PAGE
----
The proforma application used by security agencies to request permission for snooping allows designated officials to request electronic surveillance on specified keywords and not just targeted telephone numbers, email or internet addresses.
Such keyword-based generic searches to trawl the entire electronic communication pipeline, privacy advocates across the world have often warned, are most prone to abuse and disproportionate breach of citizens' right to privacy.
A similar wide-angled monitoring plan by the Union government to trawl and analyse the entire social media scape for "negative" comments and criticism by citizens was partly withdrawn after it was challenged in the Supreme Court and faced public criticism.
The covert electronic snooping by intelligence and policing agencies is based on a legacy legal substratum that the current government has continued.
This kind of deep electronic surveillance can be justified by the bureaucracy and the snooping agencies on a range of specified triggers, some of which are hold-all phrases undefined in the law and open to wide interpretation.
For instance, the regulations and law say authorities have to be satisfied that the surveillance can be permitted if it is necessary or expedient in the "interest and of the sovereignty or integrity of India, defence of India, security of the State, friendly relations with foreign states or public order or for preventing incitement to the commission of any cognizable offence or for investigating any offence".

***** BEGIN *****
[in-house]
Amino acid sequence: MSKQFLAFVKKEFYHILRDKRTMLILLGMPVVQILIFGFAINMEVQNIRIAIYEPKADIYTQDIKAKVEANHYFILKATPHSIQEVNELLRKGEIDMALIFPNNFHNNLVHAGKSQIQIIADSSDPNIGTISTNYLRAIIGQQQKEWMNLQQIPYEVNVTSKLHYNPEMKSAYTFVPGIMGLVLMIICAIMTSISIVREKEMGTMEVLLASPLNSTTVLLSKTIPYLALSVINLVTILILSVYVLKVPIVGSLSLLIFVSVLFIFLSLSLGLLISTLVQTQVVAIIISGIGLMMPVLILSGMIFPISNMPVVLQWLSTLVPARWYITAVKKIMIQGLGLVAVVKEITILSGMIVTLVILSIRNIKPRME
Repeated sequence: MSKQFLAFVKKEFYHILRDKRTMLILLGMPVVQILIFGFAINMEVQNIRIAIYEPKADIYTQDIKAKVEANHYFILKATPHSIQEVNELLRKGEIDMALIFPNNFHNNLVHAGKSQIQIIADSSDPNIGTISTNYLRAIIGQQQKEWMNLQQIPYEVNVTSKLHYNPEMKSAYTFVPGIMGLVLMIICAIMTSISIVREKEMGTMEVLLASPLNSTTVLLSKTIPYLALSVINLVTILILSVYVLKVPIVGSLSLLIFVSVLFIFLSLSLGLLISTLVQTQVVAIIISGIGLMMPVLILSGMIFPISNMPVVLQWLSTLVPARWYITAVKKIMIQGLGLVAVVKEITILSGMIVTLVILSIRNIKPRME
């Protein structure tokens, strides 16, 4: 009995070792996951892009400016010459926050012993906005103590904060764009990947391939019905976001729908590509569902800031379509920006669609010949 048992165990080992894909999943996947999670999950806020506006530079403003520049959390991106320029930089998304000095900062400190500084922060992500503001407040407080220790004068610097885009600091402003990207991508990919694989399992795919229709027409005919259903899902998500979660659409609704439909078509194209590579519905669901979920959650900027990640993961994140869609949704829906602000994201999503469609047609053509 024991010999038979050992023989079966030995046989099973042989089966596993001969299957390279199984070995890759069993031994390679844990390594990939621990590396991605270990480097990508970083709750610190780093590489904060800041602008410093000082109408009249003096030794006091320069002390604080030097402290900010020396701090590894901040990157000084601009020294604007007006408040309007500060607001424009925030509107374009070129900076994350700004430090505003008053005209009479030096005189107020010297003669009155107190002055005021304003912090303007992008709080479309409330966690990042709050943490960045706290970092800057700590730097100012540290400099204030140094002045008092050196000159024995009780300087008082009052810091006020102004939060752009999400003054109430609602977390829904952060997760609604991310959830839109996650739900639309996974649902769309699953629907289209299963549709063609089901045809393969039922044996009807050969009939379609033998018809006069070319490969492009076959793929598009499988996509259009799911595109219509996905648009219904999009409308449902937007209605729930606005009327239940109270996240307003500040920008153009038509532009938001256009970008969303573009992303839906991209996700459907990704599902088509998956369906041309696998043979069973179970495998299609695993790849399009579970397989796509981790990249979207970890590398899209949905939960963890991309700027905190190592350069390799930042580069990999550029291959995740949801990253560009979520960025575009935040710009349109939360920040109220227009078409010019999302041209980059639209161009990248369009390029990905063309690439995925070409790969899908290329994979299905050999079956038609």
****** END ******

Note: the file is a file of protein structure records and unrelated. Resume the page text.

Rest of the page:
The Union government has correctly stated that these powers and provisions were put in place during the United Progressive Alliance era.
The current National Democratic Alliance government has merely followed through on them.
But in revealing the SOP the government has also admitted that whatever safeguards the law and regulations provided predate the Puttaswamy judgments on privacy and Aadhaar.
In India, those judgments and the Srikrishna committee were the first attempts in the internet era by both the judiciary and the political executive to limit the state and private sector's power to breach citizens' privacy.
But the government contends that the legacy regulations from nearly a decade ago are adequate.
The judicial challenge presents the first opportunity to put the bureaucratic frame regulating the surveillance agencies to test against the Puttaswamy judgements and the Srikrishna committee report findings.
The first unanimous judgment by a nine-judge bench affirmed the right to privacy as a fundamental right under the Constitution.
It consequently raised the bar that the state would have to scale to breach citizens' privacy.
The Srikrishna report assessed the checks and balances that other democratic countries imposed on states collecting data on citizens in the electronic era.
The petitioners have not challenged the state's need to snoop and the Union government has, unlike in the Aadhaar case, not denied citizens' right to privacy.
But how the two countervailing essentials for a democratic state in the electronic era will be balanced in practice will emerge from the current case the Supreme Court is hearing.